Lana Sutton #10: The question is what have I done

Edward G. Nilges, “State of a Portrait of Lana Sutton, Holy Terror and the Dancer of Dawn as of 23 Oct 2010″, acrylic on canvas 12″ x 16” with some retouch using Gimp

I want to proclaim it finished-
To say, this must be, must be
But then, the vision vanished-
Of what could be, could be.

This painting is,
Scumbly and tattered, torn
The fissures necessary are
To let the light in of the morn.

But as of old the painter fought
For what “technology”
Displays on a computer screen
Creatable, by anybody.

I can do this and you cannot
But that’s because you are not me
The question is what have I done
To give another felicity.

Edward G. Nilges (with apologies, again, to Emily the D)

In the original post of this version, the face, I realized this morning, looked nuts. So I got busy with Gimp to actually increase the intensity of the eyes while toning down the contrast which made her look nutty. This guides me in subsequent work, and this painting needs work.

The Old Bastards would use special mediums and unguents in secret ways at this point to add a whole new layer for before 1848, most patrons expected a rather glossy and finished work. In order to deliver this, the Old Bastards pioneered industrial organization of work but using varieties of the mediaeval guild system in order to avoid having to compete.

It is a paradox that the invention of photography was followed by the abandonment by artists of industrial ateliers for the garret and the individual struggle.

The studios of David and Ingres, with their expropriation of the labour of apprentices who willingly worked for free in order to later exploit their connection with the Master, were hives of activity, with apprentices painting details and models running about in various states of deshabille. Andrzej Wajda’s film Danton shows David’s studio.

My next project (Kanthan emergent, from the Indian Ocean, or, Dad! Why Speedos!?) shall be on a larger canvas for it is deuced hard to work at the 12×16 inch scale and get the expression right. Fortunately, Kanthan’s expression is your basic Dravidian glower and Dark Look as opposed to Lana’s combination of ferocity and humour.

Her blue skirt is still a mess. I may have to work it over with a small brush. It is very amusing to use my Big Bristle Brush, or my most excellent fat sable, a “Van Gogh”. The Big Bristle Brush scumbles vast areas, and the fat sable glazes large areas.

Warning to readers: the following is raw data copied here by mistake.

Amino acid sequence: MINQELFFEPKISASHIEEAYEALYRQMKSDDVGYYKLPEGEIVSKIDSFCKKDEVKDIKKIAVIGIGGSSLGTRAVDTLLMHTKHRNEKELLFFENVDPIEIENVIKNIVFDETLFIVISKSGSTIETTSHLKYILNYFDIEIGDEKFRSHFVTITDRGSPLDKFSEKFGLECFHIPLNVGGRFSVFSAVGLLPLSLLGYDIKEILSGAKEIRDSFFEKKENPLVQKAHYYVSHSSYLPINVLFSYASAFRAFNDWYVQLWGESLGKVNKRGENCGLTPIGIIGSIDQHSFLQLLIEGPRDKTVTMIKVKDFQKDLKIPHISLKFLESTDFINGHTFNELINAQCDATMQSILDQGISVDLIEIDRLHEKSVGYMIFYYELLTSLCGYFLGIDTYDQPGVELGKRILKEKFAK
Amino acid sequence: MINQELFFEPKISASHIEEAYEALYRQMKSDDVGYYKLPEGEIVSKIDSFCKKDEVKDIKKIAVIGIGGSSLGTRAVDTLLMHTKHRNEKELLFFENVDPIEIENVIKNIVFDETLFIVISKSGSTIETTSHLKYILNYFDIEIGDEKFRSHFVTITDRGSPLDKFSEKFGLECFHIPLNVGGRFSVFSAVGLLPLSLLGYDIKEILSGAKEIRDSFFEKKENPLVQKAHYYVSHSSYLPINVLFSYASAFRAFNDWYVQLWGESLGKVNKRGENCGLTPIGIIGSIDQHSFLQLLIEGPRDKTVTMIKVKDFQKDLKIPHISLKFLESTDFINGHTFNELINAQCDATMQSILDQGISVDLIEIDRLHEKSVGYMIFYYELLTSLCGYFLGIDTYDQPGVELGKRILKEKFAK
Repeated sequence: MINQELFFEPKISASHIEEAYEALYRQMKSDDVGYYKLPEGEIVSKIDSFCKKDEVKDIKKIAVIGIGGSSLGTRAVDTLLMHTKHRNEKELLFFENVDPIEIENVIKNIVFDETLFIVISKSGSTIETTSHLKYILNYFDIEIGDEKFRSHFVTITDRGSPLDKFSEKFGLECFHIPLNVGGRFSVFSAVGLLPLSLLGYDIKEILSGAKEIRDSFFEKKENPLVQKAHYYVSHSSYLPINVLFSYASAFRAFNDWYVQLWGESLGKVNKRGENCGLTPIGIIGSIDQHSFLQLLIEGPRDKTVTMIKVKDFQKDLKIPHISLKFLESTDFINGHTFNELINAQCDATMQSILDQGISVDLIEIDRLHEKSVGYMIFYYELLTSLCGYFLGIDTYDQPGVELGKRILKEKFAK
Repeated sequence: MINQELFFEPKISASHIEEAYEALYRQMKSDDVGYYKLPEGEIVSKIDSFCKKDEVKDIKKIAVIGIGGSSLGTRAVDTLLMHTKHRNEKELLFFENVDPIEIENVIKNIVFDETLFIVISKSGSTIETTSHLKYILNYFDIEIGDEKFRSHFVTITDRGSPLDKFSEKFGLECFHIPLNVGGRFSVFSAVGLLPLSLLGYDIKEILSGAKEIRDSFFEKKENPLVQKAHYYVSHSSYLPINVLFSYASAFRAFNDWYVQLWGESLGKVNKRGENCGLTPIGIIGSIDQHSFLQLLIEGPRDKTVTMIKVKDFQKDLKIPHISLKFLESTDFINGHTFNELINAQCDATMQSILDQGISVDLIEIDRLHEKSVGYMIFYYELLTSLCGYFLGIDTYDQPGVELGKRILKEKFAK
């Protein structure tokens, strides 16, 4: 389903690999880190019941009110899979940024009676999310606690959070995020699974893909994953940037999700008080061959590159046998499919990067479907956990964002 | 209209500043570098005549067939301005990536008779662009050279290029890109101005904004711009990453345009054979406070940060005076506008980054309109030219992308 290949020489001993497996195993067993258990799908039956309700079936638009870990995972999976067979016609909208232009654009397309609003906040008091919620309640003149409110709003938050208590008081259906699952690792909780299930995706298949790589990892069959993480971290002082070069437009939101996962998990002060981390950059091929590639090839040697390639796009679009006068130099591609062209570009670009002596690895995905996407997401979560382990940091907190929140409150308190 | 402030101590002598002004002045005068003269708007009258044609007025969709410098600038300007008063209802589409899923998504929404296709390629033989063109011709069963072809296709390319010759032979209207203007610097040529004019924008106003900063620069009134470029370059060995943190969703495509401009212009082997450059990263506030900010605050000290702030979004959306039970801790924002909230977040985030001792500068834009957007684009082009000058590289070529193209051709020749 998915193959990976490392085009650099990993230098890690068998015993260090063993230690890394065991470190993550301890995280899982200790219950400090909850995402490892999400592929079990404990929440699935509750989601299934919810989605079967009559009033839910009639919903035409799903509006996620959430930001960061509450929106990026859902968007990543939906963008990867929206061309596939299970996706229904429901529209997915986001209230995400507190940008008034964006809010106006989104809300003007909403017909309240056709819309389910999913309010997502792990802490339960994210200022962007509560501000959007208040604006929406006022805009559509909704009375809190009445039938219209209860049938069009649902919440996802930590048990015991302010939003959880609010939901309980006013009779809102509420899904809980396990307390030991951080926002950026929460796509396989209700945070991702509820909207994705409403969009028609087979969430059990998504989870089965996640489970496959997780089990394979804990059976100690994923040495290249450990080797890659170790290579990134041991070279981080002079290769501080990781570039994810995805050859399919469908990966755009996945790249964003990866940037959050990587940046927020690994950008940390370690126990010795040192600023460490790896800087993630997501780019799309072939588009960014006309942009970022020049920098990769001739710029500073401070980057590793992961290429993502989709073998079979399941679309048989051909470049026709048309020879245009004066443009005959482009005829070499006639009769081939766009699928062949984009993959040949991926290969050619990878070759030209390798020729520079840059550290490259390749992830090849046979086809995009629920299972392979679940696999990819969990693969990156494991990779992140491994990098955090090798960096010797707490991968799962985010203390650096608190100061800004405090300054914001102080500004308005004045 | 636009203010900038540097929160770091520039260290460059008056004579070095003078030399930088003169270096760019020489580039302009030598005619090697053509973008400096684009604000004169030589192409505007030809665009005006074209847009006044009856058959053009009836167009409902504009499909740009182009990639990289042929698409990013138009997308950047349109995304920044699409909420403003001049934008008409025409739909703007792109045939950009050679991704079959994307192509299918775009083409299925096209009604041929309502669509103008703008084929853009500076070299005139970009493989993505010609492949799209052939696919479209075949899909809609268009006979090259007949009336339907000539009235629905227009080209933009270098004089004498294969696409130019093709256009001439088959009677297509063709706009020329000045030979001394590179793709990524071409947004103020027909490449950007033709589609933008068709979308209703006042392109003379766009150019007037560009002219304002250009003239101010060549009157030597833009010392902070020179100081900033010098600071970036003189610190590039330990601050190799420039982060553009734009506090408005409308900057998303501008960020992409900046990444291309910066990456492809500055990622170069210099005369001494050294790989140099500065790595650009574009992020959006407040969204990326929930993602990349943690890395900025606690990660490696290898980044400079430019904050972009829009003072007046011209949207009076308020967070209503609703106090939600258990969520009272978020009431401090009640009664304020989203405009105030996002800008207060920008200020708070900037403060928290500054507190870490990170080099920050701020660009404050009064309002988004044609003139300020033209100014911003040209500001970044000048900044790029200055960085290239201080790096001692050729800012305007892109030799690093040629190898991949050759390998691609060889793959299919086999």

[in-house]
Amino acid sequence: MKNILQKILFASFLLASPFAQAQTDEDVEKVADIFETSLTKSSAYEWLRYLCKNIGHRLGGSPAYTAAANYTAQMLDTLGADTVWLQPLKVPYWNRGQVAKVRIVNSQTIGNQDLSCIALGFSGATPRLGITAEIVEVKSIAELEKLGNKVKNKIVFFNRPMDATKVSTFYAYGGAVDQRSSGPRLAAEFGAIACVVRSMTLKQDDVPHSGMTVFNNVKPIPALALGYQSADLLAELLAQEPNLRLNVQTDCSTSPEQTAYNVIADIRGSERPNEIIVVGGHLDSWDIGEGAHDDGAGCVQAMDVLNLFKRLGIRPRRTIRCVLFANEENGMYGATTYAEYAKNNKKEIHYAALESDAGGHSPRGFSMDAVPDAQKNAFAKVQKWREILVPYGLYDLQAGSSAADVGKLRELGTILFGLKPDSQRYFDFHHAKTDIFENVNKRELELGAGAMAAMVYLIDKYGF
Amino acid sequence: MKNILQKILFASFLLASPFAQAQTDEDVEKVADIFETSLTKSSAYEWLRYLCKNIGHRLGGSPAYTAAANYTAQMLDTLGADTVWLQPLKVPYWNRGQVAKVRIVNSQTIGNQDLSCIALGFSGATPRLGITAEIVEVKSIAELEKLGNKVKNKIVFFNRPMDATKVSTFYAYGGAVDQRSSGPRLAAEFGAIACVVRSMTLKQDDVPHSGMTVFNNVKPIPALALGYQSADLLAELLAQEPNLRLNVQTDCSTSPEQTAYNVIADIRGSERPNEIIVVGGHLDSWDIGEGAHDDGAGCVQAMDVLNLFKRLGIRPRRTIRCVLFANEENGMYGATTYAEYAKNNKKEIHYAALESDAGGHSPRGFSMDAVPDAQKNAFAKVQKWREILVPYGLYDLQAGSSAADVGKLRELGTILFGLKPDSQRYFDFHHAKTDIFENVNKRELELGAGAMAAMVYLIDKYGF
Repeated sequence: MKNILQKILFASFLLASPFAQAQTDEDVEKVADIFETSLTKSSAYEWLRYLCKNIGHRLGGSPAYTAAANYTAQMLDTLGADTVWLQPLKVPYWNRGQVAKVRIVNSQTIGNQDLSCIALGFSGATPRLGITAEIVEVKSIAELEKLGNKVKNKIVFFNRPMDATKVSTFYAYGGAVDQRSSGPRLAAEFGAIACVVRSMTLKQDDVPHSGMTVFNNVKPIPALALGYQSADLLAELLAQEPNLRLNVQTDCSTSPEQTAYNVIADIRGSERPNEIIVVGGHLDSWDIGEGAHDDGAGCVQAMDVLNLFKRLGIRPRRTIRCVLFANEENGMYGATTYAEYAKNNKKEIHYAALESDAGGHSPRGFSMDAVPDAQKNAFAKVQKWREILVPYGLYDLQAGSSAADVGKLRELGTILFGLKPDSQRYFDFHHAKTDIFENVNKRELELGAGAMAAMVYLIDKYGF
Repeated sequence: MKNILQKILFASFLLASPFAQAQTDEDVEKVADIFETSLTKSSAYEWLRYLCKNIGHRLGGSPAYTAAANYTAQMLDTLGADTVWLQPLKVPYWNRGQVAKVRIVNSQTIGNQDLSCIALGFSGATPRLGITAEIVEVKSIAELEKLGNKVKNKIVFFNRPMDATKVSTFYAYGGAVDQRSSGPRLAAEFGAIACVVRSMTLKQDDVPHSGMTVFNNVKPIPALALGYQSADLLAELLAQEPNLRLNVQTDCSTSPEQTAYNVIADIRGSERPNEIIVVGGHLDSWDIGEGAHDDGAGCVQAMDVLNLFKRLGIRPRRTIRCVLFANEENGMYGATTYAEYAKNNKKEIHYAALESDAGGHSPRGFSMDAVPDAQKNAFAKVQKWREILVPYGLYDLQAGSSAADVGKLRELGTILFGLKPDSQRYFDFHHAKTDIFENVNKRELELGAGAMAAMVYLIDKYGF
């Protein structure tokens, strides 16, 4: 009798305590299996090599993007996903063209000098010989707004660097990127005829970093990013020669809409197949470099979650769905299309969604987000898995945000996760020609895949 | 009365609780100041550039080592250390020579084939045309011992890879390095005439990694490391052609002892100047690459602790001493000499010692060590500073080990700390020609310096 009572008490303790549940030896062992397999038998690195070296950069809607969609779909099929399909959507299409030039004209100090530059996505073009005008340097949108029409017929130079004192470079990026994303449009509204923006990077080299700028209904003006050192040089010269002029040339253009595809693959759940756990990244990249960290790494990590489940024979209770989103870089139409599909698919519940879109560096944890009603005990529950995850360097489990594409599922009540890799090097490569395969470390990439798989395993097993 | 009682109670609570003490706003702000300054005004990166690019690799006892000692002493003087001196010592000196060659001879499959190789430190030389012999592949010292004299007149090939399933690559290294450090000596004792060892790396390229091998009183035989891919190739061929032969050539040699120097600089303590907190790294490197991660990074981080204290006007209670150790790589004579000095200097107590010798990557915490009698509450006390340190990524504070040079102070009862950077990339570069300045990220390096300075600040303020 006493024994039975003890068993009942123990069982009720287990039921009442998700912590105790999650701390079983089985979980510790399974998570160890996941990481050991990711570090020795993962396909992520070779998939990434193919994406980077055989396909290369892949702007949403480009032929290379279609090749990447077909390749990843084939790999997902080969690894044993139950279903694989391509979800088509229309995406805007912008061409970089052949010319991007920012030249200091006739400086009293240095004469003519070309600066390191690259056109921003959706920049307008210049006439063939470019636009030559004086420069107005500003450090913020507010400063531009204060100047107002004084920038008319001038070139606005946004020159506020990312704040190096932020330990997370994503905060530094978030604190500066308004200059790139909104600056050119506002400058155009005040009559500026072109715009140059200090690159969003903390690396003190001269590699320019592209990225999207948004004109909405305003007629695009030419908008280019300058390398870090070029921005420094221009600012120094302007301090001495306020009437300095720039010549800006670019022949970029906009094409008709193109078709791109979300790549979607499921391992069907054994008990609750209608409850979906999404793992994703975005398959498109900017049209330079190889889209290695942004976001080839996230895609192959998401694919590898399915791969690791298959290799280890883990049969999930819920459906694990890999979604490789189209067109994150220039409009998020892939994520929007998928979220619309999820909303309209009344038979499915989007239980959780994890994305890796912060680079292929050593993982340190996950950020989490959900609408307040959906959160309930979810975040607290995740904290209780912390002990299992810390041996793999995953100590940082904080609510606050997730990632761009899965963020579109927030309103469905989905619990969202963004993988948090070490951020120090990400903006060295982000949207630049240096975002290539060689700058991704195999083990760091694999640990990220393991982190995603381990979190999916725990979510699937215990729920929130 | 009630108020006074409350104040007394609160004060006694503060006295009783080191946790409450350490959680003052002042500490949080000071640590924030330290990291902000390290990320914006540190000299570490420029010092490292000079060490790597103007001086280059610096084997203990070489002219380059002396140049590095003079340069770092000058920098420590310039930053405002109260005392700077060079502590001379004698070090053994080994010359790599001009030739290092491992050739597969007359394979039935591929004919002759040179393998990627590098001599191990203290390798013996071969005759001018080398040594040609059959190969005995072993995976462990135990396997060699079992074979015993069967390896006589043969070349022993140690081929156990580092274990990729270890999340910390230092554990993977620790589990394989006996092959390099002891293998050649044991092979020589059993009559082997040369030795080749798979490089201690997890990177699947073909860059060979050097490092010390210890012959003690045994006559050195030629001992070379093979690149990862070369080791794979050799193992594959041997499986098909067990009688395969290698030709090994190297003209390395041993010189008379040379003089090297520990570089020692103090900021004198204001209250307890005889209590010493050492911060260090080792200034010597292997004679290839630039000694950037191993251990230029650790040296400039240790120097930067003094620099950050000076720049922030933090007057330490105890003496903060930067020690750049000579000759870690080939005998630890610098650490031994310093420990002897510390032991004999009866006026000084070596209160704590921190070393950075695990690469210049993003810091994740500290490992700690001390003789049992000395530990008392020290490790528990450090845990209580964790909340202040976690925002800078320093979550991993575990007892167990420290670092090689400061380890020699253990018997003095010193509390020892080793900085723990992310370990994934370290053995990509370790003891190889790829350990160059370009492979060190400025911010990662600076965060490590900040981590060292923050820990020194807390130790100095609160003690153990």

But both make everything too painterly. The pleasure of looking at an Old Bastard like Raphael is searching for the trace of the illusion: one looks closely, for example, at Poussin’s Orfeo in the Poussin Sanctum of the Louvre (through which ignorant blasted tourists troop unseeing, not knowing they are on holy ground)…to see that at this small scale, Poussin had trouble with drawing and the brush…trouble his slimeball friend Vouet didn’t have.

The artist’s bio, his struggle (Kampf? uh oh…) is part of the work, trivially enough, for heigh-ho, the history of das Welt is in the work.

Yeah, uh-oh. Mein Kampf. Needs to be confronted, the fact that the biography of Schickelgruber makes a mock of any He who would be an Artist, Above it All, and meant to be Culled Out:

“I wuz meant to be culled out” – Robert Crumb, “Mister Sensitive Can’t Take It!”

Now, I cannot bring myself to read a biography of Hitler, although I’ve read Shirer et al. on the history of the Third Reich. But apart from one comment writ by one of his secretaries, I do not find any evidence that Hitler sketched during staff meetings, used drawings to show his generals what to do, or made water-colours or pastels of the Soviet troops across the street from his Bunker.

The comment was an echo of the 19th century bourgeois dream of escape (which was financed by the gold standard): “I should have been an unknown painter, tramping about Italy”.

Lana Sutton is a musician, dancer, activist, gardener, environmentalist and Holy Terror in Chattanooga, Tennessee. This painting is based on the photography of Native Son.

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